What is Happening to Our Libraries?
June 17, 2013
With free information online and the rising popularity of e-books, many people question the significance of public libraries. Unfortunately, they’re overlooking the valuable role these institutions have in our communities.
Public libraries have been a great source of information since 1833 when our nation’s first tax-supported public library was founded in Peterborough, New Hampshire. Today, the digital revolution and e-books have changed how people read and gather information. According to the Pew Research Center, 21 percent of American adults are now reading e-books. However, contrary to popular belief, this love for digital reading isn’t hurting libraries.
Libraries across the nation are keeping up with the times. As of 2013, 76 percent of libraries offer e-books and 91 percent offer free Wi-Fi service. Libraries have also changed how they communicate with the public, as 70 percent now use social networking sites.
This hard work is paying off. Library usage has increased by 15 to 30 percent. During this economic downturn, over 60 percent of surveyed libraries were the only providers of free computer and Internet access in their communities. Sixty-two percent of unemployed individuals have been using library facilities as well.
Even with these impressive numbers, American public libraries are still in trouble. It’s not e-books, but rather budget cuts that are threatening their livelihood. In 2009, forty percent of libraries had flat or decreased budgets. Today, according to the American Library Association, there are nearly 121,000 libraries, including 9,000 public libraries and 98,000 school libraries. And the number of stagnant budgets has now increased to 65 percent.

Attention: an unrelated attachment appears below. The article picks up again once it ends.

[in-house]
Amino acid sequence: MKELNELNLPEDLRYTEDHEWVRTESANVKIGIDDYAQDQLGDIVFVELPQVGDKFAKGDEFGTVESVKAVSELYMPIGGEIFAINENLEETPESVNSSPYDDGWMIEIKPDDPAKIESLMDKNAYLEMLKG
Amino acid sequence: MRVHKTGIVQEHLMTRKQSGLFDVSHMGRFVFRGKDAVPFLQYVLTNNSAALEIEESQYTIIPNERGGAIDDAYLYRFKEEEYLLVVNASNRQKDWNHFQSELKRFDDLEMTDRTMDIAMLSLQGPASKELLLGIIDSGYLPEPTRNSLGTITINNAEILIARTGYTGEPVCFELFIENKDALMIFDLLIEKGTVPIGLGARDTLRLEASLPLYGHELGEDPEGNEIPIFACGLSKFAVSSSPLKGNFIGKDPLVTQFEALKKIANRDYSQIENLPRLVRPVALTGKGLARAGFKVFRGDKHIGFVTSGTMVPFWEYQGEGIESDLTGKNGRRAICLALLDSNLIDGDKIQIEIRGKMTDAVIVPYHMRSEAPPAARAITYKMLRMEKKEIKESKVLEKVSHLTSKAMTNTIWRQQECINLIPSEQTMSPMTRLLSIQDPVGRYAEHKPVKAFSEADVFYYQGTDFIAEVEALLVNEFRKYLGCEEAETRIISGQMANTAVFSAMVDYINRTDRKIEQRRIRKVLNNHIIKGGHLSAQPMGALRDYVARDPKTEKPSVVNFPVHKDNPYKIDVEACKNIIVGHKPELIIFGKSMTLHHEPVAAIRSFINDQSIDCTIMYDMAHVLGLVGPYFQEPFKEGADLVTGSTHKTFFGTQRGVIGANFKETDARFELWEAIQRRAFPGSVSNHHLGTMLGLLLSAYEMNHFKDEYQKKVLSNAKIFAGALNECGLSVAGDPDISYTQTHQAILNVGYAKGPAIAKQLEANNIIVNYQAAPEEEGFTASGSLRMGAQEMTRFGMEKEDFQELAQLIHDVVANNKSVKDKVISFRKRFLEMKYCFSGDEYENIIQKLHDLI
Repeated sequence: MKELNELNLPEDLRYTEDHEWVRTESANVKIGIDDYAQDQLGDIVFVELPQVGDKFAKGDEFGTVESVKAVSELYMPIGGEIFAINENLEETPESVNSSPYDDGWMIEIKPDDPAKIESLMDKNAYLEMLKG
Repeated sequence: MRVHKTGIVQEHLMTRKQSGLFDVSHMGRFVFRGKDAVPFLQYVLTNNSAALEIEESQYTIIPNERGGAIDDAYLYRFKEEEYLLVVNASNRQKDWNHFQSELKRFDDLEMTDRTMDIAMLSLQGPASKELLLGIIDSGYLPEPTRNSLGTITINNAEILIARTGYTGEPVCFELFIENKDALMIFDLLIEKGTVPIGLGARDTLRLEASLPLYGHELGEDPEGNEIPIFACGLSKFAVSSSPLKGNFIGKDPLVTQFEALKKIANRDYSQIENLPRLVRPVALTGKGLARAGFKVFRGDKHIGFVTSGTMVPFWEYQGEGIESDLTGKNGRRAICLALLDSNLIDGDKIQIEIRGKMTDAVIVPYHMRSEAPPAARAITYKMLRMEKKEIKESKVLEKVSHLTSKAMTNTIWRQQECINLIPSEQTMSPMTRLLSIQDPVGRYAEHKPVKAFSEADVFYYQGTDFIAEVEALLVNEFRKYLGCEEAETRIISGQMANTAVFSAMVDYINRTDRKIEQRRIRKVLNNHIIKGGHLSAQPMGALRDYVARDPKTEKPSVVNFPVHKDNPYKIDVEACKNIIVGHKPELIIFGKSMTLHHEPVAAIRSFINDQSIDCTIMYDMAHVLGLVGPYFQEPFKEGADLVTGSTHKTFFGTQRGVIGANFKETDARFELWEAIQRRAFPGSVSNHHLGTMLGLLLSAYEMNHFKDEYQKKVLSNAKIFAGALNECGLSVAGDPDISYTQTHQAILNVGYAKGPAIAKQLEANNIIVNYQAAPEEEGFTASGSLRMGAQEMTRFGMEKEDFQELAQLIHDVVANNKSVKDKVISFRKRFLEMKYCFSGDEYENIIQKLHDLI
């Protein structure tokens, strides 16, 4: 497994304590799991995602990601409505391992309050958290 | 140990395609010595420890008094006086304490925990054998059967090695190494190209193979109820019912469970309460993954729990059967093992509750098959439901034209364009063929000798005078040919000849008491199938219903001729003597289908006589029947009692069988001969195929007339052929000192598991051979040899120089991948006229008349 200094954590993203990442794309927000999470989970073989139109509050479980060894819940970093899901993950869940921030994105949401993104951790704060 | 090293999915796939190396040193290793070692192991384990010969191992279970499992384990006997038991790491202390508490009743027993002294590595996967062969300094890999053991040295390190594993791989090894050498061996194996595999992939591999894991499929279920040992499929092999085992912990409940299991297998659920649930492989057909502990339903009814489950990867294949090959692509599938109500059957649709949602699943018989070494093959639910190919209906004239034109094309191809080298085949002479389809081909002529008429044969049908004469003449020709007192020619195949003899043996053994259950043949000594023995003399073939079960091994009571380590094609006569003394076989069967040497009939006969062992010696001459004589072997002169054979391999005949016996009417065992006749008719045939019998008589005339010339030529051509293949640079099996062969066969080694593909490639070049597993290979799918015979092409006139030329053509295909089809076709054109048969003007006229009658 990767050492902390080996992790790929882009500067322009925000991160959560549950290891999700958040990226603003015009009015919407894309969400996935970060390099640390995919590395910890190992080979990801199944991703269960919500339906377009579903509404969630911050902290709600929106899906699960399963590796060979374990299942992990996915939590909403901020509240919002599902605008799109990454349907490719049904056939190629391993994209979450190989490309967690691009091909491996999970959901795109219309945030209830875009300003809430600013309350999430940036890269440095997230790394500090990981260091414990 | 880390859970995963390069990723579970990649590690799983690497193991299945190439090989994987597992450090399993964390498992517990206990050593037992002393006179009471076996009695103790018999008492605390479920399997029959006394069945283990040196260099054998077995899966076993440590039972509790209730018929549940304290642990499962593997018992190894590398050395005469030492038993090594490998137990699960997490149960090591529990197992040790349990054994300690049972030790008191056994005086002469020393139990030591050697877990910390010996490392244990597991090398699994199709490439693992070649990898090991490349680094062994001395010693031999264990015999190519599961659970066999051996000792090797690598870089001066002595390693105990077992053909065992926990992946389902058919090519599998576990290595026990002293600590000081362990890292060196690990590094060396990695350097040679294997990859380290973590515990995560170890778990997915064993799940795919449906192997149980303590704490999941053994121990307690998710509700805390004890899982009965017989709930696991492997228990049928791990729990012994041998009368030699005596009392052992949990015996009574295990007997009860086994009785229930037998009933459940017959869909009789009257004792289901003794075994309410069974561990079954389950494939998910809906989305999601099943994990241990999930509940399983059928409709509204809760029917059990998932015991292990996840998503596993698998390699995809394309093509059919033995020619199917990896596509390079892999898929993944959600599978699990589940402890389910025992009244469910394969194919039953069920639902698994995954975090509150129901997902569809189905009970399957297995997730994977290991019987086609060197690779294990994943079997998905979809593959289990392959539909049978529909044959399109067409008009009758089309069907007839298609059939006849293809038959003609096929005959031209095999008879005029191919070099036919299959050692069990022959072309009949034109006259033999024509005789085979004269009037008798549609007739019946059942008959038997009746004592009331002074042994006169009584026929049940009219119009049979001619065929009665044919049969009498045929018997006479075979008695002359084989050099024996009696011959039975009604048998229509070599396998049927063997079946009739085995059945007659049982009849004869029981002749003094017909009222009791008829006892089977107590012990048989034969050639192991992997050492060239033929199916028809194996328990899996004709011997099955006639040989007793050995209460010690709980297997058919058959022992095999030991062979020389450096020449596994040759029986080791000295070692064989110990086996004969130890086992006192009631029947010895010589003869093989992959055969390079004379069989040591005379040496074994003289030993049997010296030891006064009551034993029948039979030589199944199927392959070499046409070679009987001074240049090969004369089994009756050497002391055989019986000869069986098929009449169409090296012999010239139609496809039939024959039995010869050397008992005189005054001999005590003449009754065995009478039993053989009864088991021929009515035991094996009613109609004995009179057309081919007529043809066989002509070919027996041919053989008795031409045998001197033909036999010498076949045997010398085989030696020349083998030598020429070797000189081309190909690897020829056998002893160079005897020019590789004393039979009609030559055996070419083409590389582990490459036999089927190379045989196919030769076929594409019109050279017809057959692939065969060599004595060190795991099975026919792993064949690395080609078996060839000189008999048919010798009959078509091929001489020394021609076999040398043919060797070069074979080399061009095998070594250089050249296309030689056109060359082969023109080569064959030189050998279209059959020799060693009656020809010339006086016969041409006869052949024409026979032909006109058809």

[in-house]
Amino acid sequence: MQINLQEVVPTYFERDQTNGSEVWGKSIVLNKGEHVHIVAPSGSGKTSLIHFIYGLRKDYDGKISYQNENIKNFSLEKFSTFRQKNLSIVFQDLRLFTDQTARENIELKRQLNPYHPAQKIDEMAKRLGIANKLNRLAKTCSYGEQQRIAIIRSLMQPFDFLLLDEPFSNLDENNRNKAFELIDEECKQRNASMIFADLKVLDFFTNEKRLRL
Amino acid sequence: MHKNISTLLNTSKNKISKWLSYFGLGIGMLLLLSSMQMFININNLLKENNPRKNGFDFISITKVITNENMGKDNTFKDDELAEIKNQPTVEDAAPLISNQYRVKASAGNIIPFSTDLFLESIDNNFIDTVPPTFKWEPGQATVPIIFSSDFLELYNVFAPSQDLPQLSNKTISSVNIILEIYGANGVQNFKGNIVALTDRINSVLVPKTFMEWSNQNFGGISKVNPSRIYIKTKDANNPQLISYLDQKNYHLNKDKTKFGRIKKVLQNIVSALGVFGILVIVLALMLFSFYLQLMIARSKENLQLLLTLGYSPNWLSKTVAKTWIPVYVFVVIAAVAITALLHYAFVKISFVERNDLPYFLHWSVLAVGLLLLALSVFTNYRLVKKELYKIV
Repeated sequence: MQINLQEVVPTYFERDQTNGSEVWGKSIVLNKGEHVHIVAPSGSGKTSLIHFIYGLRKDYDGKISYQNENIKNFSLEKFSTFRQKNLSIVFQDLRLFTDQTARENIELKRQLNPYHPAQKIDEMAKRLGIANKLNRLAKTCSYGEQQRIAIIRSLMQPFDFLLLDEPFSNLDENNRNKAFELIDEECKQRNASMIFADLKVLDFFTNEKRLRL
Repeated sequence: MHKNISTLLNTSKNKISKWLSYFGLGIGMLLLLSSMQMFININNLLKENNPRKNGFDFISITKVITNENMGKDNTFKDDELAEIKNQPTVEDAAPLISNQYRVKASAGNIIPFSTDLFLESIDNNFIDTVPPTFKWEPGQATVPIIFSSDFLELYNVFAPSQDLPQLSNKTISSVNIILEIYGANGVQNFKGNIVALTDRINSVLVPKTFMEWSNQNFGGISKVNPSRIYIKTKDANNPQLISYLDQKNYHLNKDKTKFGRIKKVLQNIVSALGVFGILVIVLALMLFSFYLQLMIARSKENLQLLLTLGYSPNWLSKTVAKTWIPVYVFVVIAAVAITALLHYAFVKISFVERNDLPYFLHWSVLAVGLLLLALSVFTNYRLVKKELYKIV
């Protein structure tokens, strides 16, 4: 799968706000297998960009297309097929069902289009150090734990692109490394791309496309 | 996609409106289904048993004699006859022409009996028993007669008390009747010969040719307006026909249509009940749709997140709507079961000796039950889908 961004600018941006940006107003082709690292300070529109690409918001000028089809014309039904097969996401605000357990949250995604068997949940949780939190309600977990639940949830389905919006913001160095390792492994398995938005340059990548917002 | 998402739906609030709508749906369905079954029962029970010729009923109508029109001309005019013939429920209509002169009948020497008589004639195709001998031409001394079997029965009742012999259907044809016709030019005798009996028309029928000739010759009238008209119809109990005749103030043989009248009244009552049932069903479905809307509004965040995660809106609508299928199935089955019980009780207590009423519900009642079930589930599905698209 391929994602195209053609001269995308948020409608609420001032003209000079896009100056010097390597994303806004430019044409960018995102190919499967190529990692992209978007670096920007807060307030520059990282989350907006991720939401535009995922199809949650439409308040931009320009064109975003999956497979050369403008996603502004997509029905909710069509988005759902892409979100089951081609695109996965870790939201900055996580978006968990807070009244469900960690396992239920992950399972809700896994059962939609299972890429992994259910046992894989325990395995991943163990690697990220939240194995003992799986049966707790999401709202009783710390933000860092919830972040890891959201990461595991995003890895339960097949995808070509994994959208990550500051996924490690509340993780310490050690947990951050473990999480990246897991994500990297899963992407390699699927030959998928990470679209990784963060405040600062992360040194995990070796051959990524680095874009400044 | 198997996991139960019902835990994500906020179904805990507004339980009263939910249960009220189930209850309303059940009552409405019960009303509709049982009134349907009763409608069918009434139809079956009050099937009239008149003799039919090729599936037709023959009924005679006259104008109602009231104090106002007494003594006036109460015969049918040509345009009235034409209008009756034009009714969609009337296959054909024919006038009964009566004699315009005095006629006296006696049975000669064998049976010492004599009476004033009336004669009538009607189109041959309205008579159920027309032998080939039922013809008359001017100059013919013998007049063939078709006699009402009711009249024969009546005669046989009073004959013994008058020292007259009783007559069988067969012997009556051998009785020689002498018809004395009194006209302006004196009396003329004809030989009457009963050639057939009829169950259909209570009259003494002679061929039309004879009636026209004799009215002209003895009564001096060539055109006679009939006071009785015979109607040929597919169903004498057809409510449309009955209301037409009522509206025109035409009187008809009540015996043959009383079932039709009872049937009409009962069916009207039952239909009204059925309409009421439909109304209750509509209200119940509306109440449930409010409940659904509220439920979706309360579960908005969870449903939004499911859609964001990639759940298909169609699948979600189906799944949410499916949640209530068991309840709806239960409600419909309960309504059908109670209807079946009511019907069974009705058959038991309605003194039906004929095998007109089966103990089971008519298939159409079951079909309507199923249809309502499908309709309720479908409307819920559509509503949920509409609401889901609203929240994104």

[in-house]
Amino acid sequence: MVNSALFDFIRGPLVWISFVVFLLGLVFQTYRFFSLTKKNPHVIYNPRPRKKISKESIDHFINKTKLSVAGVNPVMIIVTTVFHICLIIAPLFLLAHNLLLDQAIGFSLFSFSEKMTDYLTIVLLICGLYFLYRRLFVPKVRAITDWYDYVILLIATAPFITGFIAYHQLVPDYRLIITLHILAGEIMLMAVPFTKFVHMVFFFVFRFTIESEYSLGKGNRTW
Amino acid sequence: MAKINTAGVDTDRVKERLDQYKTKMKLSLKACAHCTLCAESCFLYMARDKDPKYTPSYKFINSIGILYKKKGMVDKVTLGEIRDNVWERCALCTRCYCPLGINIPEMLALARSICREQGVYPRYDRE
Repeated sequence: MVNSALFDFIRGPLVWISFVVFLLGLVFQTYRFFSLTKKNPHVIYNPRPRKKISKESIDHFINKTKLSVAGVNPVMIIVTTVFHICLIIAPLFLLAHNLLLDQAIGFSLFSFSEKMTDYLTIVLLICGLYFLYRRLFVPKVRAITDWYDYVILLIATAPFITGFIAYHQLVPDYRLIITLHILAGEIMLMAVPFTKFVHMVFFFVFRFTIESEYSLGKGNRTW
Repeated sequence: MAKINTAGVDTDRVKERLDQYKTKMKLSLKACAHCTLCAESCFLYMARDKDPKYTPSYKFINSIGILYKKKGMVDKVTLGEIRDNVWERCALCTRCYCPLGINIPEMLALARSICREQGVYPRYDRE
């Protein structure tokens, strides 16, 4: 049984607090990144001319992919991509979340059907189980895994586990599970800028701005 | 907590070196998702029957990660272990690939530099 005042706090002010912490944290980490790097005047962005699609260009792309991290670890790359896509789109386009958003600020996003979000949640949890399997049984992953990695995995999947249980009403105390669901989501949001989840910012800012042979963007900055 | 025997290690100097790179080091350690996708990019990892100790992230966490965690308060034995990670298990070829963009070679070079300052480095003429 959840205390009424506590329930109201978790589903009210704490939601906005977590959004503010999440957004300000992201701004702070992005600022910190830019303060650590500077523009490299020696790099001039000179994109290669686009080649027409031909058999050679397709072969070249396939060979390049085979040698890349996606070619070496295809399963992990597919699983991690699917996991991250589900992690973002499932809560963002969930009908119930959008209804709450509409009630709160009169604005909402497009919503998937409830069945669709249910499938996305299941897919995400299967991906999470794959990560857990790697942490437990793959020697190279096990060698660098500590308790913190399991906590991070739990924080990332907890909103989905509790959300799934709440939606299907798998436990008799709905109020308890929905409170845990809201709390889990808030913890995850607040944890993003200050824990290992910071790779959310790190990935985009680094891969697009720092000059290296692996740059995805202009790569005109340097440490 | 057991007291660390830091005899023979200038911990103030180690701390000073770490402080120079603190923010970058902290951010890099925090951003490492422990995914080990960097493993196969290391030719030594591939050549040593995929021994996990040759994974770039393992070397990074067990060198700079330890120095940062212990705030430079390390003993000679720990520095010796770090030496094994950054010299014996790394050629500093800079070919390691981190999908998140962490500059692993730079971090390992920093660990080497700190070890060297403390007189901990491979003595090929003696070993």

We should not take libraries for granted or consider them as only “nostalgic institutions.” They’re essential to future generations and worth funding. Public Libraries online lists a few mindful reasons why we should revisit our local libraries. A synopsis is listed below.
- Libraries are community builders. Local libraries address local social problems and preserve local history.
- Libraries are centers of diversity. They provide information about diverse cultures. They also offer programs and resources for immigrants and non-English speakers.
- Libraries are centers of art. Public libraries provide space and information for free art exploration and expression.
- Libraries are educational sources. Libraries are “the people’s university,” providing knowledge for all regardless of socioeconomic statuses.
- Libraries are guardians of knowledge. Our libraries help with child development by providing books and programs, including summer reading and tutoring.
Visit the Library Journal website for more information. To learn more about how you can help libraries in your area, check with your local center.